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Students Who Encounter Diversity in School Are More Prepared for the Workforce

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In May, we photograph high school students before the prom and marvel at these young adults, dressed in beautiful dresses and tuxes and posing against the green lawn and flowering trees of our yards. But what does the image we see through that lens tell us about education, racial progress and the march of history?

I had that thought this month as I watched my daughter and several of her friends being photographed at our house before the prom.

My wife and I listened to their banter. Like most high school seniors, they were comfortable, relaxed and talking excitedly about the prom and college in the fall. Yet in one very important respect, my daughter and her friends were atypical for high school students in many communities across this country. The young men and women being photographed were an unusually diverse group of black, white, Asian and Hispanic students.

Our daughter is lucky. She attends the Academy for Information, Technology & Engineering (AITE,) a regional magnet school in Stamford, Connecticut, that draws students from wealthy Greenwich to impoverished Bridgeport. The student body is as diverse as one finds on the streets of Broadway in nearby New York City. AITE students proudly identify themselves as black, white, Asian, Hispanic, mixed, gay, transgender, Native American, Muslim, Christian, Jewish, Hindu, atheist or agnostic.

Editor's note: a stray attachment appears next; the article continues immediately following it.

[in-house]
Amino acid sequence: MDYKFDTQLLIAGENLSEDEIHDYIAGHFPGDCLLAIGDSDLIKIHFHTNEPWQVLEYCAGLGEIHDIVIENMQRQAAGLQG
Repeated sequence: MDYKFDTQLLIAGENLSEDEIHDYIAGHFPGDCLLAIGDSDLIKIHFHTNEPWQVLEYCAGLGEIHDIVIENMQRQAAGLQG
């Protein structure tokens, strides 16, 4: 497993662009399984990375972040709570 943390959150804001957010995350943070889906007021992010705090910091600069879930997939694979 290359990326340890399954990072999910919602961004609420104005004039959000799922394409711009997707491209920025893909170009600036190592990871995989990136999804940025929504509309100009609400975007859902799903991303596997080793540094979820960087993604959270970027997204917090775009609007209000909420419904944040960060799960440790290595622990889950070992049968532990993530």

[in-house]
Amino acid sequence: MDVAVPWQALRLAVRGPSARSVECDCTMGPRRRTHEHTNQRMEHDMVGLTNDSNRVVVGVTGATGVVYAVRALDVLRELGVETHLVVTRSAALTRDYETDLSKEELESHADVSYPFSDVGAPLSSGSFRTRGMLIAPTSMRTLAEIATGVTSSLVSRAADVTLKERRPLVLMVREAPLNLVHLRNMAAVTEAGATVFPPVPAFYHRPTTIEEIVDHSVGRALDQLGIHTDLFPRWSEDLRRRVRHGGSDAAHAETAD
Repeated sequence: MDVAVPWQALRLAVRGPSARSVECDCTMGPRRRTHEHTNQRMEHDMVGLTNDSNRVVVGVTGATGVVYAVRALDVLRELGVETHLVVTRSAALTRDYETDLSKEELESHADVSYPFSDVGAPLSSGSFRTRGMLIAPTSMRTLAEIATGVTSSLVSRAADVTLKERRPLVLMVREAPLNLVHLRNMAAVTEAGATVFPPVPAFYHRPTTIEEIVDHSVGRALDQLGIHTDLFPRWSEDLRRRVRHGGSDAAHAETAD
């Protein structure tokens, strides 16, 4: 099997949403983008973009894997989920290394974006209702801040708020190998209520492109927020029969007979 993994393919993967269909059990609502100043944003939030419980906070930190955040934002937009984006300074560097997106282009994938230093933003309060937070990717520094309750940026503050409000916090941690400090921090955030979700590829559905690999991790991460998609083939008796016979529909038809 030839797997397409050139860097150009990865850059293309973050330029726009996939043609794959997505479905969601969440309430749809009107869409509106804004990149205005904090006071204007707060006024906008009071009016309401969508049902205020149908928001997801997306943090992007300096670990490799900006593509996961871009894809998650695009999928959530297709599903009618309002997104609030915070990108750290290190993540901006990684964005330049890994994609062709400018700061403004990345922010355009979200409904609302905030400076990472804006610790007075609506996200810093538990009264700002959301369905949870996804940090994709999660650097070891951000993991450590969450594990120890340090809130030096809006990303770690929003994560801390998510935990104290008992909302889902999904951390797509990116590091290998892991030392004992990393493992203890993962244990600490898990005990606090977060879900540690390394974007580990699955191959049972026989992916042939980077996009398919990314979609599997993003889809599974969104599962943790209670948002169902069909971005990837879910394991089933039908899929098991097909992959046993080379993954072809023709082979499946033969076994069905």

This embrace of multiplicity carries through virtually every aspect of the school. Walk into the cafeteria and you will find students fluidly socializing across tables, rather than choosing to segregate by race, as happens in so many American high schools. Bullying and teasing are, I am told, non-issues, and when they do infrequently occur, the students for the most part "police" themselves and challenge each other to embrace tolerance.

There is no academic tracking. Within the Common Core-required coursework, students can choose to take advanced-level courses such as pre-calculus, The College Board's Advanced Placement Program, and can select college-level courses with participating institutions of higher education. AITE has a 99.4 percent graduation rate. Our daughter will soon graduate to attend a college of her choice.